Of course, as one of the eight, I’ve felt this way for some time. But now that the record is out there in black and white for the rest of the country to see, the argument that we were fired for "performance related" reasons (in the words of Deputy Attorney General Paul McNulty) is starting to look more than a little wobbly.

United States attorneys have a long history of being insulated from politics. Although we receive our appointments through the political process (I am a Republican who was recommended by Senator Pete Domenici), we are expected to be apolitical once we are in office. I will never forget John Ashcroft, then the attorney general, telling me during the summer of 2001 that politics should play no role during my tenure. I took that message to heart. Little did I know that I could be fired for not being political.

Politics entered my life with two phone calls that I received last fall, just before the November election. One came from Representative Heather Wilson and the other from Senator Domenici, both Republicans from my state, New Mexico.

Ms. Wilson asked me about sealed indictments pertaining to a politically charged corruption case widely reported in the news media involving local Democrats. Her question instantly put me on guard. Prosecutors may not legally talk about indictments, so I was evasive. Shortly after speaking to Ms. Wilson, I received a call from Senator Domenici at my home. The senator wanted to know whether I was going to file corruption charges — the cases Ms. Wilson had been asking about — before November. When I told him that I didn’t think so, he said, "I am very sorry to hear that," and the line went dead.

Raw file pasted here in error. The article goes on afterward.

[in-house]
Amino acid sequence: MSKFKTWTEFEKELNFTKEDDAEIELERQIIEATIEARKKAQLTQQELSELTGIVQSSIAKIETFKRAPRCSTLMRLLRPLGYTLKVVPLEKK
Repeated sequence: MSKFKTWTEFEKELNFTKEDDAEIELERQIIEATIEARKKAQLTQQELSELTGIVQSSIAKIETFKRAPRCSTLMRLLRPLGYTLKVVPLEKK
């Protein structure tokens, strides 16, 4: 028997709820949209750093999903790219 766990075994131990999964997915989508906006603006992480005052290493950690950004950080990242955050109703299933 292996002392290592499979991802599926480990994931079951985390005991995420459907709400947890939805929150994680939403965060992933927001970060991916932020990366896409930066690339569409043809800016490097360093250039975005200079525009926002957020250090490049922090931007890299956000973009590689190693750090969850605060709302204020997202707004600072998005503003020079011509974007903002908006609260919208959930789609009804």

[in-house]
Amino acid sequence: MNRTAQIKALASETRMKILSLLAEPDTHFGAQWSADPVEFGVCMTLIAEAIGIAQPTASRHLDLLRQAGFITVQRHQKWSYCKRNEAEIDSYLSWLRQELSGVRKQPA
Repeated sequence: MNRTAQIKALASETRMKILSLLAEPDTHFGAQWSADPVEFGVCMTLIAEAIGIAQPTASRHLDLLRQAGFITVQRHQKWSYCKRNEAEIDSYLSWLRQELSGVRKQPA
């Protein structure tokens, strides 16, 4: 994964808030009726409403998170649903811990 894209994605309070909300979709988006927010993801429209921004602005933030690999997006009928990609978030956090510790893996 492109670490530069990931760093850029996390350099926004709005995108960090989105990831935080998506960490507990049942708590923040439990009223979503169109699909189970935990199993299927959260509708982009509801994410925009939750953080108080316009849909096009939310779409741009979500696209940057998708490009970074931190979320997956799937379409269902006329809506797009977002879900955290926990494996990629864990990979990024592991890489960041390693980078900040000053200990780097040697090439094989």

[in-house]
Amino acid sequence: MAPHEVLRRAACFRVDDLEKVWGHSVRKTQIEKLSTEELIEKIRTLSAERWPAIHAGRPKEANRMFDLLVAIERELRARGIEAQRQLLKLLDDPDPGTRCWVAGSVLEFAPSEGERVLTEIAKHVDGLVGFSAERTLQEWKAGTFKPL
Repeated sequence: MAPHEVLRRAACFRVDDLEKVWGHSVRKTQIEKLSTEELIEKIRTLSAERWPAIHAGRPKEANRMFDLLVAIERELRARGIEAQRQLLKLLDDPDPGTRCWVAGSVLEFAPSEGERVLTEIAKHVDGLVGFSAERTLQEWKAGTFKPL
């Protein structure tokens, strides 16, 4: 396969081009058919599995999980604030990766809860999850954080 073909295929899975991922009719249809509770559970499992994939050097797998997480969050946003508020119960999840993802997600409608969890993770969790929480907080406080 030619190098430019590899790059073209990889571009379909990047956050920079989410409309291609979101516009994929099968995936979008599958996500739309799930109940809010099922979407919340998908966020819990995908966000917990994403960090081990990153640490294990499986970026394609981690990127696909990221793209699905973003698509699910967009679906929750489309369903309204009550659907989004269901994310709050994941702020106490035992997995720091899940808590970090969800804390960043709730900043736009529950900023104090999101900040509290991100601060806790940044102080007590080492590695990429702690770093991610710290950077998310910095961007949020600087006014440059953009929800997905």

More HERE

*****end of clip*****

The character that was played by Tom Cruise in "A few good Men" was patterned after Mr. Iglesias.

Seems someone can't handle the truth!



capt

capt said...

House panel subpoenas White House aides



Move sets up a constitutional showdown over firings of U.S. attorneys

WASHINGTON - A House panel on Wednesday defied the White House and authorized subpoenas for President Bush’s political adviser, Karl Rove and other top aides, setting up a constitutional showdown over the firings of eight federal prosecutors.

By voice vote and without objection, the House Judiciary subcommittee on commercial and administrative law decided to compel the president’s top aides to testify publicly and under oath about their roles in the firings.

The White House has refused to budge in the controversy, standing by embattled Attorney General Alberto Gonzales and insisting that the firings were appropriate.

More HERE

*****end of clip*****

Funny how this WH is all worried about the slugs being put under oath? All they have to do is tell the truth - why is that a problem?



capt

capt said...

New Thread!